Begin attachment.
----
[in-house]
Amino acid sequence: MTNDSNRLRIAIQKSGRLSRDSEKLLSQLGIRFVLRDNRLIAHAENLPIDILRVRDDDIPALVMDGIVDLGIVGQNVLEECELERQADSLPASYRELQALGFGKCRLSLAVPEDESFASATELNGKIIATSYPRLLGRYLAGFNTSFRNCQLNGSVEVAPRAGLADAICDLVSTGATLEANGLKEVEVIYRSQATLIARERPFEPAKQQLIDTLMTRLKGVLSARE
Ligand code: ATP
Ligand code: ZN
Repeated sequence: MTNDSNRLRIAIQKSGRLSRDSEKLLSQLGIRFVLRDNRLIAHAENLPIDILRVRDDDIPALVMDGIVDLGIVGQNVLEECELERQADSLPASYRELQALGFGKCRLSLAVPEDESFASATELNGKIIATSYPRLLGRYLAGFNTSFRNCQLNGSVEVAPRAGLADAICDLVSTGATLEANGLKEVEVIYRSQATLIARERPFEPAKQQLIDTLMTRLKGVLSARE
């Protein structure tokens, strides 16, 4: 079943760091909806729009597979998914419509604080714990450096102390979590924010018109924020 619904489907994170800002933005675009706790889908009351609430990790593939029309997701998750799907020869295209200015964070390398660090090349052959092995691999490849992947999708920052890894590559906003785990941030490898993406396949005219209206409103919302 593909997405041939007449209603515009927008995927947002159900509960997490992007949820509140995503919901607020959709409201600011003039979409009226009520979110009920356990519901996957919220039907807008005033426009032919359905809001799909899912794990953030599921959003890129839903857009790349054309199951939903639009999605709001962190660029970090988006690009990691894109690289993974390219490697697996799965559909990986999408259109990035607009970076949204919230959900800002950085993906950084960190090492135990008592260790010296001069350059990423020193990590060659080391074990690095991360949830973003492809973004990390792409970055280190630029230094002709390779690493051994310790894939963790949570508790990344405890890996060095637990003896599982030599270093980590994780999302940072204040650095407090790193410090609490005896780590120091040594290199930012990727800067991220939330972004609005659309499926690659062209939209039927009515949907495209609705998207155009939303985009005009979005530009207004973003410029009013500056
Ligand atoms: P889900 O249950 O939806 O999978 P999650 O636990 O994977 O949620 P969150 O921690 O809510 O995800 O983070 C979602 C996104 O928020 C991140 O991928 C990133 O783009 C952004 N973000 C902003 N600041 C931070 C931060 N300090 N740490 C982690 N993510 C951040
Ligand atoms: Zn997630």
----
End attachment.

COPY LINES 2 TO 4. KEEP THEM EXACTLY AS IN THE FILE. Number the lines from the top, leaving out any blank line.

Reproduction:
Amino acid sequence: MTNDSNRLRIAIQKSGRLSRDSEKLLSQLGIRFVLRDNRLIAHAENLPIDILRVRDDDIPALVMDGIVDLGIVGQNVLEECELERQADSLPASYRELQALGFGKCRLSLAVPEDESFASATELNGKIIATSYPRLLGRYLAGFNTSFRNCQLNGSVEVAPRAGLADAICDLVSTGATLEANGLKEVEVIYRSQATLIARERPFEPAKQQLIDTLMTRLKGVLSARE
Ligand code: ATP
Ligand code: ZN